Rachel Postovoit cannot hear her church organ, but she can feel the music.
That's because an eight-foot-long acoustic "cannon" at the rear of the sanctuary amplifies vibrations through the wooden floor.
Both the floor and the cannon were designed to accommodate members of Holy Angels Church of the Deaf in Vernon, one of only two Catholic parishes for the hearing-impaired in California.
Every Sunday, more than 300 worshipers pack the small sanctuary for two services, leaving standing room only for latecomers. Many say they flock to the church because it offers a meaningful religious experience that "hearing" parishes are unable to provide.
They note that the parish's two priests, both of whom are deaf, sign services in front of burgundy walls that make hand movements easily visible. And confessions, traditionally heard in anonymity as a priest sits behind a curtain, are conducted in face-to-face sign language in a small room with lights that illuminate the area around the hands.
"At our other church (in West Covina), we missed out and couldn't relate to what the priest was saying," said Postovoit, 19, who attends Sunday services regularly with her deaf twin, Rosemarie. "Here we watch (our pastors') hands. Their hands go to our eyes and our eyes go to our hearts."
The church opened in December, 1988, in a vacant 75-year-old stone chapel amid a largely industrial area of Vernon. The Los Angeles Archdiocese established the parish at 4433 S. Santa Fe Ave. in response to requests by the deaf community, which for 12 years had worshiped alongside hearing parishioners at St. Bernard's Church in Glassell Park. The religious deaf community in Los Angeles has prayed together for at least 65 years, but had long sought a place of its own, said Father Brian Doran, the pastor of Holy Angeles.
While the church has a membership of about 300, as many as 500 people from Los Angeles, Ventura, Santa Barbara and San Bernardino counties attend religious and social activities including weddings, baptisms, Mardi Gras nights, luaus and Western barbecues, Doran said. The other California Catholic parish for the deaf is in San Francisco.
The congregation includes hearing members, those who are deaf and those who are hard of hearing, meaning they can communicate to some extent with words.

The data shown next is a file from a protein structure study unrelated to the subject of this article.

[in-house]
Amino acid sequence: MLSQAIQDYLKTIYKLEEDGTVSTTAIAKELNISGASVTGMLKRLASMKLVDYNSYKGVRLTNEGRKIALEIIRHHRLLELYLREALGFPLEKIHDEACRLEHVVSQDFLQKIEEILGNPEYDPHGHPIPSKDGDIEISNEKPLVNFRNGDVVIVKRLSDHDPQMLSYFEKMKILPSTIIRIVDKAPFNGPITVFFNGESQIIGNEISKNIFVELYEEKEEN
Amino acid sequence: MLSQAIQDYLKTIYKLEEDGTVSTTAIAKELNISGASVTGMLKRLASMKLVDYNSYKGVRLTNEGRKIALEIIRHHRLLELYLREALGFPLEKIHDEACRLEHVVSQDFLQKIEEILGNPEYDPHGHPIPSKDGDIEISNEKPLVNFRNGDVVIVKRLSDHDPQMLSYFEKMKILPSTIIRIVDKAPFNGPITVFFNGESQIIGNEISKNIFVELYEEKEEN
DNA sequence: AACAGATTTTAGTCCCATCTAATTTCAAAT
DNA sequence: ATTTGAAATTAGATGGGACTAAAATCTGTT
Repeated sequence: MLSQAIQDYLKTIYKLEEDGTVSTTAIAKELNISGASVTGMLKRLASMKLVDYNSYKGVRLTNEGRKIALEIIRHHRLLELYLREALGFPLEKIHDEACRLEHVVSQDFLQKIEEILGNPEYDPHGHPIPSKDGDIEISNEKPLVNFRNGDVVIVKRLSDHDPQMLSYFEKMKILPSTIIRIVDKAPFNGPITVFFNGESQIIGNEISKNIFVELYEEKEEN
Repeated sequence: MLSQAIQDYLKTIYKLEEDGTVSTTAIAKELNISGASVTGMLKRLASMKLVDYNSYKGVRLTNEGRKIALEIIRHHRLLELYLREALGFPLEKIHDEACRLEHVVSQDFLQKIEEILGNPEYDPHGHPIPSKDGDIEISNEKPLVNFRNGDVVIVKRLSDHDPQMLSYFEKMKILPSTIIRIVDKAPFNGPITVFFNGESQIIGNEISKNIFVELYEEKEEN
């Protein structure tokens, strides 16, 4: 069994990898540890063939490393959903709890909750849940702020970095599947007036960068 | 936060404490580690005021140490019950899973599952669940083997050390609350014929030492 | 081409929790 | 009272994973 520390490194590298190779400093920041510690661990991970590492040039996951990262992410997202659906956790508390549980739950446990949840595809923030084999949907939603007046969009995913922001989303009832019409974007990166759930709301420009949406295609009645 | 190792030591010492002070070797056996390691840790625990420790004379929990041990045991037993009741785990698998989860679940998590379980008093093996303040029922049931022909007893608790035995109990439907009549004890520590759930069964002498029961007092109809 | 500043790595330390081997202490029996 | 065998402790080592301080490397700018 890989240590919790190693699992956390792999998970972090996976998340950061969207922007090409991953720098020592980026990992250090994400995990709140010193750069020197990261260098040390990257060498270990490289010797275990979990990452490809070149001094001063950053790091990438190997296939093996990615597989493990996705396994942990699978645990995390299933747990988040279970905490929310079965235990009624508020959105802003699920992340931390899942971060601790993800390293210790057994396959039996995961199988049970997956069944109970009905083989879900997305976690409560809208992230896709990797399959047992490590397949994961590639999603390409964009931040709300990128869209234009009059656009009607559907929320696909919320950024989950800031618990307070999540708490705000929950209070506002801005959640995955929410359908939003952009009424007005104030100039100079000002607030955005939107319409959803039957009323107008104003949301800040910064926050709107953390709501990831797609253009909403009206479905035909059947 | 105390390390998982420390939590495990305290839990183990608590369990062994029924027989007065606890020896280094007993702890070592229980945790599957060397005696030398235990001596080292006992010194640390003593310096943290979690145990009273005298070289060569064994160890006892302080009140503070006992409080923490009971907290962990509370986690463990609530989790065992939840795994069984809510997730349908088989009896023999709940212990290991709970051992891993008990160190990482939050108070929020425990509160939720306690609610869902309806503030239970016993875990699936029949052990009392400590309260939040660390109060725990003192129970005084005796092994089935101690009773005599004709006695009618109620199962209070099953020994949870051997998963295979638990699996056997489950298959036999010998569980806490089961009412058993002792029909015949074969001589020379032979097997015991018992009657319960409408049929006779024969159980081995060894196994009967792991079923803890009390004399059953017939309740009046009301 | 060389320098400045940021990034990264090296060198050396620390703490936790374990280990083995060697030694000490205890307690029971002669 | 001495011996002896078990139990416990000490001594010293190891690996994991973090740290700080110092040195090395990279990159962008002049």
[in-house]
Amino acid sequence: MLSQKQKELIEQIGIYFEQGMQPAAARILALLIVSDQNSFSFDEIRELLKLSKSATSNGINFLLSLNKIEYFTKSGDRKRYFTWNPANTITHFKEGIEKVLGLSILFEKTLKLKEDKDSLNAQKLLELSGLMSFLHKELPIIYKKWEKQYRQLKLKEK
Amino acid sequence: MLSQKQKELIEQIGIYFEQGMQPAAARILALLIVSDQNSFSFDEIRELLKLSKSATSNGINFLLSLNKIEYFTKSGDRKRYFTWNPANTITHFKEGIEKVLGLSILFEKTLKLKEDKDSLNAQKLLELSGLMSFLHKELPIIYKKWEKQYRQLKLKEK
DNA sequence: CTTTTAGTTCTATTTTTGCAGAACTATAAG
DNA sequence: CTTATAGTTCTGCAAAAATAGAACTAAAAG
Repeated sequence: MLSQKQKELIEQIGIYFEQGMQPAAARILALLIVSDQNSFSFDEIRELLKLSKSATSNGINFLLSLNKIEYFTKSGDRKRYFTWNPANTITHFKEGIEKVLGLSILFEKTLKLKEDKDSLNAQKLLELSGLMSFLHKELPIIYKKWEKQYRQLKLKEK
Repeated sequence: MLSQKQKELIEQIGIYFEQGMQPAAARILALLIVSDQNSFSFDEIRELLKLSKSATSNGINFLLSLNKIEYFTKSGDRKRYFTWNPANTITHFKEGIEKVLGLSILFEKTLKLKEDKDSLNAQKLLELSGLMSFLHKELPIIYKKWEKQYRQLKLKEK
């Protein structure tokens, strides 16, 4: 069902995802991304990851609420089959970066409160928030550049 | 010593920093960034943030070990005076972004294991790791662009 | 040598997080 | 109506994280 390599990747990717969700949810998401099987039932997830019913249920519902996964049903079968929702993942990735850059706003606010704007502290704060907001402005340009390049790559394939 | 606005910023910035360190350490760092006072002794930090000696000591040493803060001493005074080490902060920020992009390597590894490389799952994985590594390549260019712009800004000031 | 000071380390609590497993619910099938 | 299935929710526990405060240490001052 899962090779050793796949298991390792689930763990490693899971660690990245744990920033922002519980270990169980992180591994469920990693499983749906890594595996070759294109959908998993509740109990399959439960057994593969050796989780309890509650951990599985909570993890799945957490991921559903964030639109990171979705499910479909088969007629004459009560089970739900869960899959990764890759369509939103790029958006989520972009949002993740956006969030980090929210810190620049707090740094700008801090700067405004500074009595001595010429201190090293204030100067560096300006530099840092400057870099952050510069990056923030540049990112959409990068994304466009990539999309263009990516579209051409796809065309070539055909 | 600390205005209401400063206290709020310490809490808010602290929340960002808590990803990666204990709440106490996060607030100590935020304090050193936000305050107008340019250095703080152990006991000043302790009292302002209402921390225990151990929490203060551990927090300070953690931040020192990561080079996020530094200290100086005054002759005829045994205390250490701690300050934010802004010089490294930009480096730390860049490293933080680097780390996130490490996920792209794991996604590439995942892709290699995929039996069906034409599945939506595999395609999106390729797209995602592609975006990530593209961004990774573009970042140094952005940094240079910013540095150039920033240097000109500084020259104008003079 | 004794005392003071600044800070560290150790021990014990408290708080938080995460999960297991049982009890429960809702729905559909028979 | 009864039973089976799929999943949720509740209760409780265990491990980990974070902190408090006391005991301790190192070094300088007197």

Parishioners say the church provides not only religious fulfillment but a rare opportunity to socialize with others from the deaf community. Before and after services each Sunday, congregants can be found hugging and signing greetings. Many remain for several hours after services, eating lunch served in the church social hall and talking with fellow parishioners.
"People come here and it's an explosion of conversation that they are starved for," said Joanne Schmidt, a church volunteer who interprets sign language for hearing guests. "They may live in communities or have jobs where no one speaks their language. Here their cultural sameness is their deafness."
Indeed, congregants say the fact that they are deaf or have a hearing impairment has helped them overcome racial and ethnic differences that divide the world around them. Seated among the mostly Latino congregation on a given Sunday morning are African-Americans, Filipinos, Vietnamese and Anglos.
"Deaf people tend to identify themselves as deaf before black, Asian, white (or Latino)," said Father Tom Schweitzer, the church's associate pastor. "In many ways, deafness is like our ethnic group, if you see it as a cultural identity."
"Your deaf brothers and sisters are your family," said longtime parishioner Gino Giudice, a 60-year-old Hollywood resident. "Race doesn't matter. This is our deaf church here. We feel like we own it."
Church leaders say they welcome hearing members, including parents of deaf children and those who come to enjoy the close-knit atmosphere. Although services are "signed" for the congregation, English and Spanish interpreters translate the prayers aloud.
Margarita Torres, a hearing mother of 14, said she made Holy Angels her church because her five deaf children feel comfortable there.
"When it comes to praying to God, my family is more united," said Torres, 50, a Highland Park resident. "It has helped my children to communicate with other people."
Torres said she also enjoys Doran and Schweitzer, whom she said are easy to talk to.
Others seem to share the sentiment. As a recent Sunday service ended, Doran placed his thumb, index finger and pinky outward toward the congregation, forming the sign meaning "I love you." Immediately, dozens of parishioners returned the sign.
"Here we're not afraid to participate," Rosemarie Postovoit said of her experience at the church. "The closeness is very natural."